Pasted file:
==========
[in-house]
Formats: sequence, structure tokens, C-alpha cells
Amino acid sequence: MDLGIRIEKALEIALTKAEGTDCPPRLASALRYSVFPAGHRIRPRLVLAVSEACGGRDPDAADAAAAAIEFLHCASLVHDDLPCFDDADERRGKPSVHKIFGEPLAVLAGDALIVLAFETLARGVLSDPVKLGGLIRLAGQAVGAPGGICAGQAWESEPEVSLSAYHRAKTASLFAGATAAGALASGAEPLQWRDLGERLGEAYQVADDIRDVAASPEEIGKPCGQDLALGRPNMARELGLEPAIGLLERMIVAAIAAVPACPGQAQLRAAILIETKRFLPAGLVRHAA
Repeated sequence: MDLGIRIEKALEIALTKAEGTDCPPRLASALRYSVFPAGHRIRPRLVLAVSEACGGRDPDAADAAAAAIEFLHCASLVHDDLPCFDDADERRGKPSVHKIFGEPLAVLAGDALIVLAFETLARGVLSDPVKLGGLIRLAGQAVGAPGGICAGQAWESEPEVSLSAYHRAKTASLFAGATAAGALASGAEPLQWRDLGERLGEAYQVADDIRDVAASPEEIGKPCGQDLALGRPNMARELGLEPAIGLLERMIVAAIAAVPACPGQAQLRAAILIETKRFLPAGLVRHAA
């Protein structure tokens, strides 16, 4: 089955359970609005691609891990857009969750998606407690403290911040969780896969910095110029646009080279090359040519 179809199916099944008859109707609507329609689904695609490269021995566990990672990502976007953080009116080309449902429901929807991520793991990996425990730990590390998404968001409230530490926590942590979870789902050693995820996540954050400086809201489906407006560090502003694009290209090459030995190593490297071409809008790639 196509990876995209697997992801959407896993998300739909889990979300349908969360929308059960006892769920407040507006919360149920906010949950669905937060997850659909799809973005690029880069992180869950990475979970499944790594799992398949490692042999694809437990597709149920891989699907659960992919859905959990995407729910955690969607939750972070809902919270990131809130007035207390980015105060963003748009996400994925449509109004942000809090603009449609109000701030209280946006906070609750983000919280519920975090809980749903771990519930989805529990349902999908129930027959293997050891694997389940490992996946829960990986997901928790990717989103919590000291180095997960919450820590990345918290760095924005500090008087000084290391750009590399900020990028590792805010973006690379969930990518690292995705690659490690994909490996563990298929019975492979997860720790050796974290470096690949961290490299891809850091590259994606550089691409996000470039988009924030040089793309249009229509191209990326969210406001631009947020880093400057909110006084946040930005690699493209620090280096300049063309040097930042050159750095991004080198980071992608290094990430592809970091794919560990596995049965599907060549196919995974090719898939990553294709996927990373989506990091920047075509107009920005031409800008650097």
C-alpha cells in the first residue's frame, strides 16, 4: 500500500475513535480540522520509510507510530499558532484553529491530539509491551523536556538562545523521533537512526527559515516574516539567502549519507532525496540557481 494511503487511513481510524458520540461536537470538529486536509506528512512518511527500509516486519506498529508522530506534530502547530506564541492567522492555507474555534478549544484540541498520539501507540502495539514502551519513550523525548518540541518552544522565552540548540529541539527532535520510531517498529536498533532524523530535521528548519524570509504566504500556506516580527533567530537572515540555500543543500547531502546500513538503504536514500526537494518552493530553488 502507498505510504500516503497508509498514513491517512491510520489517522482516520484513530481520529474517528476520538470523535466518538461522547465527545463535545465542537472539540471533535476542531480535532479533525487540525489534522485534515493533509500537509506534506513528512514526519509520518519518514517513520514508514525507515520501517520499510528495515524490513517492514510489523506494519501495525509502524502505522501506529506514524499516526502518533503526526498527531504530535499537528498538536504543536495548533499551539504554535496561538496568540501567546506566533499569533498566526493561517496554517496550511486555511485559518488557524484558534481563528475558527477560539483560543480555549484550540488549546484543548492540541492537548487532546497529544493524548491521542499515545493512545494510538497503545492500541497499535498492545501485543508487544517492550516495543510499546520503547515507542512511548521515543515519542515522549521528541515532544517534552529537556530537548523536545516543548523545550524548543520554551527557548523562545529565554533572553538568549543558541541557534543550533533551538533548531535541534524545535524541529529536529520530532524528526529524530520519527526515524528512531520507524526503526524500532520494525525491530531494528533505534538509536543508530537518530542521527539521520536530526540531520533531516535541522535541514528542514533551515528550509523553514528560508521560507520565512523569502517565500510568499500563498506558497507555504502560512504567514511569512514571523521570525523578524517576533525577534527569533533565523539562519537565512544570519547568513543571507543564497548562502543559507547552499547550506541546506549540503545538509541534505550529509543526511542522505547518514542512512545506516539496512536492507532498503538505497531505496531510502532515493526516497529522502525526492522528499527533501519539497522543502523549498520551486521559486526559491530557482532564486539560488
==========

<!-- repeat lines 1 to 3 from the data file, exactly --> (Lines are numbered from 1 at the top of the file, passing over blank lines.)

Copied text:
[in-house]
Formats: sequence, structure tokens, C-alpha cells
Amino acid sequence: MDLGIRIEKALEIALTKAEGTDCPPRLASALRYSVFPAGHRIRPRLVLAVSEACGGRDPDAADAAAAAIEFLHCASLVHDDLPCFDDADERRGKPSVHKIFGEPLAVLAGDALIVLAFETLARGVLSDPVKLGGLIRLAGQAVGAPGGICAGQAWESEPEVSLSAYHRAKTASLFAGATAAGALASGAEPLQWRDLGERLGEAYQVADDIRDVAASPEEIGKPCGQDLALGRPNMARELGLEPAIGLLERMIVAAIAAVPACPGQAQLRAAILIETKRFLPAGLVRHAA